Once again the time of year has arrived to allow us to celebrate the best of British sport. Time to recognise the fine achievements that make our country what it is.
Well in that case what a failing nation we are.
Do not get me wrong the 10 contenders have all had exceptional years and are more than worthy of a mention at the prestigious end of year award ceremony.
Amy Williams won our first Winter Olympics gold medal since the 1980s; Tony McCoy the greatest jockey of all-time won the Grand National at long last and Phil Taylor continually churns out title after title.
But the best of British? No. Not even close. Amy Williams cannot even train in the UK because of the lack of facilities.
Sadly the depressing situation of UK sport at the moment means that unfortunately the winner tonight will only win it because we have a dreadful year as a nation.
In a World Cup year the highest level our footballers reached was 1,500m above sea-level at Rustenburg as we recorded our worst World Cup performance since failing to qualify for USA ‘94.
Football is meant to be our national sport and yet we were disgraceful. From Rob Green’s best Basil Fawlty impression, to the team’s inability to defend a goal-kick against Germany we were awful. At least if the weather stays like this skeleton-bob will overtake it in popularity.
In rugby England yet again were mediocre at best in the RBS Six Nations as France romped to Grand Slam glory. The Autumn Internationals provided a glimmer of hope with England’s victory over Australia and the Scots beating World Champions South Africa. Next year’s World Cup will determine whether this is a new or false dawn.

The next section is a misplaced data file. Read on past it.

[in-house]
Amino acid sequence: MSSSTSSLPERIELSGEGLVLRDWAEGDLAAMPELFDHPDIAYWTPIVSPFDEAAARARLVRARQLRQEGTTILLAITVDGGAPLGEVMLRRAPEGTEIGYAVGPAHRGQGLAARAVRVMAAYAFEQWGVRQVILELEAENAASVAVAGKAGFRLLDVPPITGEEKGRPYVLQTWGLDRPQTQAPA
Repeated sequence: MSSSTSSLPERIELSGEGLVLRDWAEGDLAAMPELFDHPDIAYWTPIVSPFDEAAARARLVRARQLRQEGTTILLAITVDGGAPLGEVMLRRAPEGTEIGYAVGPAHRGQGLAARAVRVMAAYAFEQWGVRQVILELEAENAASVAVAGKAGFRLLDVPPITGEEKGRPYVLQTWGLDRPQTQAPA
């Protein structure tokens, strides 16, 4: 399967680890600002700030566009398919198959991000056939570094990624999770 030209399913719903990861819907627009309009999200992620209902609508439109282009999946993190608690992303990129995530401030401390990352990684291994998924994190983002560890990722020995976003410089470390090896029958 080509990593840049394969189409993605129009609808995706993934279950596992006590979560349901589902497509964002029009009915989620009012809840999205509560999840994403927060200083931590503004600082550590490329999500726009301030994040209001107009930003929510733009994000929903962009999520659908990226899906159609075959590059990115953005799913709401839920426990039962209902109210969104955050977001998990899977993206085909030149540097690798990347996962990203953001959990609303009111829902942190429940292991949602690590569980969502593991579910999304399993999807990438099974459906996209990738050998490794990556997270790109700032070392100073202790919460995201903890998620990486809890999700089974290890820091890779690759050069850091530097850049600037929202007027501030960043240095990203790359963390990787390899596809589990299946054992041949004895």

Andy Murray failed to win a Grand Slam in tennis so he has not won the accolade. If he ever does though, the charismatic Scot will no doubt prove an irresistible choice for armchair sports fans.
After consecutive F1 World Champions this season saw Lewis Hamilton and Jenson Button epitomised British sporting prowess with a nearly but not quite performance. Admittedly the McLaren was not the best car but both were too inconsistent to merit a second title.
I could continue but the pattern is clear.
Analyse any sport that we would normally regard as important and you will see how embarrassing we have been this year.
Whilst all this year’s contenders have performed well in their own-right, everyone at the event and everyone watching at home know that the winner only won because of other’s failings.
Had Matthew Upson headed the winning goal in the World Cup Final against Spain ridiculously he would win it, regardless of any teenager’s ability to jump into a swimming pool theatrically. That is the way our country thinks.
And so the Sport’s Personality of the Year shall this year be a black-tie event for more sombre reasons.